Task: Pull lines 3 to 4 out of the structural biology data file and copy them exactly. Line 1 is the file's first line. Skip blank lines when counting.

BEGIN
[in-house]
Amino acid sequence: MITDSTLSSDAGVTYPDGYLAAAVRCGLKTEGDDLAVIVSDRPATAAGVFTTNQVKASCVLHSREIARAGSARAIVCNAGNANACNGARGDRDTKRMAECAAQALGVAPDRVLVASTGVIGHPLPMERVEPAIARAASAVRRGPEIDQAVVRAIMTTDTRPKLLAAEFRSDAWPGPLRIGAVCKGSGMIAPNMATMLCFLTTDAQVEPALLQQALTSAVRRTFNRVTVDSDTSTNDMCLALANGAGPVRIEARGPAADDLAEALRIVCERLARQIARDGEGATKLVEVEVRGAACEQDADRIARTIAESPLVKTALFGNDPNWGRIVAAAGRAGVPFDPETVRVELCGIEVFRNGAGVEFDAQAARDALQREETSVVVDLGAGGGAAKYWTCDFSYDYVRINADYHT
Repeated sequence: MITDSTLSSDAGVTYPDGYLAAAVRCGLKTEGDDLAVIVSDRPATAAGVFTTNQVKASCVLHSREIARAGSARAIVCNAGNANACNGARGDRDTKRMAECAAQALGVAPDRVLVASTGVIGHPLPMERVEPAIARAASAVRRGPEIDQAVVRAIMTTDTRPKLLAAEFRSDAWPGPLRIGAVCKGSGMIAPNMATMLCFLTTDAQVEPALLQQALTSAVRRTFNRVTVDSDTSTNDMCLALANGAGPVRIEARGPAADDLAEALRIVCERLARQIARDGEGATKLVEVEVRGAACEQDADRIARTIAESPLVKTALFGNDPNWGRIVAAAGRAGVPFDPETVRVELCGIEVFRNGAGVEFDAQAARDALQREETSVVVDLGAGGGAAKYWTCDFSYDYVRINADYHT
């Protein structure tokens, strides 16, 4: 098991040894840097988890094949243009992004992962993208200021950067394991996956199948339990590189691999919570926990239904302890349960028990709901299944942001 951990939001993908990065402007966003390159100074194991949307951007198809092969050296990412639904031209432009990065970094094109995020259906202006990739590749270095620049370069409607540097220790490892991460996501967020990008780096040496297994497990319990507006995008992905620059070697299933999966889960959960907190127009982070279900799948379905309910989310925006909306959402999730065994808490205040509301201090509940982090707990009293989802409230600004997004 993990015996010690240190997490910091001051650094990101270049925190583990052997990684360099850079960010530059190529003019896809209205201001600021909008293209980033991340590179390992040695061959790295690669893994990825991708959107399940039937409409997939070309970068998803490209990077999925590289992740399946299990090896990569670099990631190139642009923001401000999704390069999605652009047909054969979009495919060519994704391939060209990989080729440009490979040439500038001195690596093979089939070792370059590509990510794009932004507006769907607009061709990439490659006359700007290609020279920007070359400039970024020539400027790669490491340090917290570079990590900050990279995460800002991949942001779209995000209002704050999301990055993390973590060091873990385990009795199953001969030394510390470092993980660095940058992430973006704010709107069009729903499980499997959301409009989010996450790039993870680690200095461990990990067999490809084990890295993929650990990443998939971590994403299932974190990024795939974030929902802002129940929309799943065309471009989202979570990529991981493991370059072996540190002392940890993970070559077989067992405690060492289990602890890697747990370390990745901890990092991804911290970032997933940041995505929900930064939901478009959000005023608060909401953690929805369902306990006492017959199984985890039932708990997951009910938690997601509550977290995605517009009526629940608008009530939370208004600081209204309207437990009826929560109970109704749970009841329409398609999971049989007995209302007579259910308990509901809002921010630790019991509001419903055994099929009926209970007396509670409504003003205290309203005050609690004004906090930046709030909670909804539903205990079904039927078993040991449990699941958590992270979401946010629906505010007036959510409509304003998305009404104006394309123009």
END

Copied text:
Repeated sequence: MITDSTLSSDAGVTYPDGYLAAAVRCGLKTEGDDLAVIVSDRPATAAGVFTTNQVKASCVLHSREIARAGSARAIVCNAGNANACNGARGDRDTKRMAECAAQALGVAPDRVLVASTGVIGHPLPMERVEPAIARAASAVRRGPEIDQAVVRAIMTTDTRPKLLAAEFRSDAWPGPLRIGAVCKGSGMIAPNMATMLCFLTTDAQVEPALLQQALTSAVRRTFNRVTVDSDTSTNDMCLALANGAGPVRIEARGPAADDLAEALRIVCERLARQIARDGEGATKLVEVEVRGAACEQDADRIARTIAESPLVKTALFGNDPNWGRIVAAAGRAGVPFDPETVRVELCGIEVFRNGAGVEFDAQAARDALQREETSVVVDLGAGGGAAKYWTCDFSYDYVRINADYHT
């Protein structure tokens, strides 16, 4: 098991040894840097988890094949243009992004992962993208200021950067394991996956199948339990590189691999919570926990239904302890349960028990709901299944942001 951990939001993908990065402007966003390159100074194991949307951007198809092969050296990412639904031209432009990065970094094109995020259906202006990739590749270095620049370069409607540097220790490892991460996501967020990008780096040496297994497990319990507006995008992905620059070697299933999966889960959960907190127009982070279900799948379905309910989310925006909306959402999730065994808490205040509301201090509940982090707990009293989802409230600004997004 993990015996010690240190997490910091001051650094990101270049925190583990052997990684360099850079960010530059190529003019896809209205201001600021909008293209980033991340590179390992040695061959790295690669893994990825991708959107399940039937409409997939070309970068998803490209990077999925590289992740399946299990090896990569670099990631190139642009923001401000999704390069999605652009047909054969979009495919060519994704391939060209990989080729440009490979040439500038001195690596093979089939070792370059590509990510794009932004507006769907607009061709990439490659006359700007290609020279920007070359400039970024020539400027790669490491340090917290570079990590900050990279995460800002991949942001779209995000209002704050999301990055993390973590060091873990385990009795199953001969030394510390470092993980660095940058992430973006704010709107069009729903499980499997959301409009989010996450790039993870680690200095461990990990067999490809084990890295993929650990990443998939971590994403299932974190990024795939974030929902802002129940929309799943065309471009989202979570990529991981493991370059072996540190002392940890993970070559077989067992405690060492289990602890890697747990370390990745901890990092991804911290970032997933940041995505929900930064939901478009959000005023608060909401953690929805369902306990006492017959199984985890039932708990997951009910938690997601509550977290995605517009009526629940608008009530939370208004600081209204309207437990009826929560109970109704749970009841329409398609999971049989007995209302007579259910308990509901809002921010630790019991509001419903055994099929009926209970007396509670409504003003205290309203005050609690004004906090930046709030909670909804539903205990079904039927078993040991449990699941958590992270979401946010629906505010007036959510409509304003998305009404104006394309123009």